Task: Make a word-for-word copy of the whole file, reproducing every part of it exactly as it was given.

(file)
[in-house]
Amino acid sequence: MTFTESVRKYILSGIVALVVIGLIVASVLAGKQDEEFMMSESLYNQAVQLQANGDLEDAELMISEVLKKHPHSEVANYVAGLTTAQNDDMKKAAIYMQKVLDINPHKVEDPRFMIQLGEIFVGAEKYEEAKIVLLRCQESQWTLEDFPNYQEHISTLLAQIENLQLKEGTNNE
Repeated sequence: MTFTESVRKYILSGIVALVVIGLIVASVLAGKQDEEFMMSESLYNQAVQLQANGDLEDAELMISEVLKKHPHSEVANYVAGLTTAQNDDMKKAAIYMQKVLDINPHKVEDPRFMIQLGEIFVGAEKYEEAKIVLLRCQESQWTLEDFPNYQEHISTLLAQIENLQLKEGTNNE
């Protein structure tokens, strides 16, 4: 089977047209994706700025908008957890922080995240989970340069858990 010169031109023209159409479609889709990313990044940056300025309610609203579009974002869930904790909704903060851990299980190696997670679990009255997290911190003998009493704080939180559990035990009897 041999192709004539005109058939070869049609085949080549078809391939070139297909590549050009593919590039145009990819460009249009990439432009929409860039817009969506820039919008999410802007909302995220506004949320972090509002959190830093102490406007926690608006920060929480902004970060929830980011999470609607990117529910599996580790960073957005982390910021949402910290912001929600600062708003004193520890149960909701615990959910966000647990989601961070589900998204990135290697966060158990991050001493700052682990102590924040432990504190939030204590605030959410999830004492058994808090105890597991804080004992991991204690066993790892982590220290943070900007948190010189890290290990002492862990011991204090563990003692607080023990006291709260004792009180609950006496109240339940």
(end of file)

[in-house]
Amino acid sequence: MTFTESVRKYILSGIVALVVIGLIVASVLAGKQDEEFMMSESLYNQAVQLQANGDLEDAELMISEVLKKHPHSEVANYVAGLTTAQNDDMKKAAIYMQKVLDINPHKVEDPRFMIQLGEIFVGAEKYEEAKIVLLRCQESQWTLEDFPNYQEHISTLLAQIENLQLKEGTNNE
Repeated sequence: MTFTESVRKYILSGIVALVVIGLIVASVLAGKQDEEFMMSESLYNQAVQLQANGDLEDAELMISEVLKKHPHSEVANYVAGLTTAQNDDMKKAAIYMQKVLDINPHKVEDPRFMIQLGEIFVGAEKYEEAKIVLLRCQESQWTLEDFPNYQEHISTLLAQIENLQLKEGTNNE
């Protein structure tokens, strides 16, 4: 089977047209994706700025908008957890922080995240989970340069858990 010169031109023209159409479609889709990313990044940056300025309610609203579009974002869930904790909704903060851990299980190696997670679990009255997290911190003998009493704080939180559990035990009897 041999192709004539005109058939070869049609085949080549078809391939070139297909590549050009593919590039145009990819460009249009990439432009929409860039817009969506820039919008999410802007909302995220506004949320972090509002959190830093102490406007926690608006920060929480902004970060929830980011999470609607990117529910599996580790960073957005982390910021949402910290912001929600600062708003004193520890149960909701615990959910966000647990989601961070589900998204990135290697966060158990991050001493700052682990102590924040432990504190939030204590605030959410999830004492058994808090105890597991804080004992991991204690066993790892982590220290943070900007948190010189890290290990002492862990011991204090563990003692607080023990006291709260004792009180609950006496109240339940």